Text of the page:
Is Your Hotel Ready for Today's ‘Age of Assistance’?
April 20, 2018 11:36am
By Thomas Grundner
A common scenario in 2021: A weary business traveler walks into a hotel in Dubai, one that she’s booked effortlessly a few days before using her smartphone. She bypasses the check-in desk and heads straight to her room. The door opens without the need for a keycard.
The room is on her preferred side of the hotel and she is pleased because she didn’t specifically request it. Lighting and temperature have been set too to her preferences, remembered from her previous visit.
Tired after a long flight, she orders her favorite beverage to be brought up, without even opening her mouth. The drink is brought in just a couple of minutes by an assistant that addresses her by name.
She’s then alerted to an unmissable spa offer on her smartphone, so finishes her drink and heads down to enjoy a last-minute pedicure. As she heads down, she makes a mental note to always return to this hotel when she’s in town.
So what will have made this the norm?
The answer is the continued rise of the “age of assistance.”
We are now entering the “age of assistance.” Assistance technology for our home, and wearable technology too are increasingly mainstream. Many now have access to the internet at all times, whether it be via a smartphone, Echo or Google Home. When you require information, you can receive it in an instant.
So, how is this impacting the hotel industry?
The rise of assistance technology such as digital assistant devices, smartphones, wearable devices, chatbots, and even biometric security technology all mean that today’s travelers are now increasingly expecting streamlined, flawless transactions with their hotels.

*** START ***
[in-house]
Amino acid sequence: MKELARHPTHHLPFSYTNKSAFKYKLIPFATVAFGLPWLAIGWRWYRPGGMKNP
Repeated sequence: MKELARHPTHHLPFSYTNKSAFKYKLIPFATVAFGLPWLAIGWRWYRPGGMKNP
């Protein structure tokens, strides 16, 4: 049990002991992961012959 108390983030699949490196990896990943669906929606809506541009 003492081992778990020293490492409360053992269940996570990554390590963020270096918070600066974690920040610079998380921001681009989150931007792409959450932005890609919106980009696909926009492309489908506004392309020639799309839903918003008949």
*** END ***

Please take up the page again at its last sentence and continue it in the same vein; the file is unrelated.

The modern traveler in today’s age of assistance is fully accustomed to not having to wait for answers or help. If they want to discover attractions in Dubai, they want the information at their fingertips. They are curious but are demanding and above all, have high expectations.
Is your hotel ready for the challenges that age of assistance brings?
Here are three ways you can bring your hotel experience up-to-date and compete in this tough era.
1. A Flawless Digital User Experience
The way in which customers purchase hotel rooms is changing rapidly. Consumers are increasingly comfortable with making travel arrangements and purchases on smartphones, whether they are booking a business hotel in Chicago or planning a vacation at the JA Enchanted Island Resort in Seychelles. An easy booking system and fast mobile site are an absolute must for any hotel.
It also appears that travelers are increasingly confident turning to digital assistants such as Siri, Echo or Google Home for travel information. As many as 1 in 3 search for every detail about their trip, from destinations to hotels to flights and more, according to a Google-Phocus wrights study. Chatbots are also dealing with more and more customer interactions online. There is no doubt that consumers are increasingly comfortable engaging with AI and talking to computers.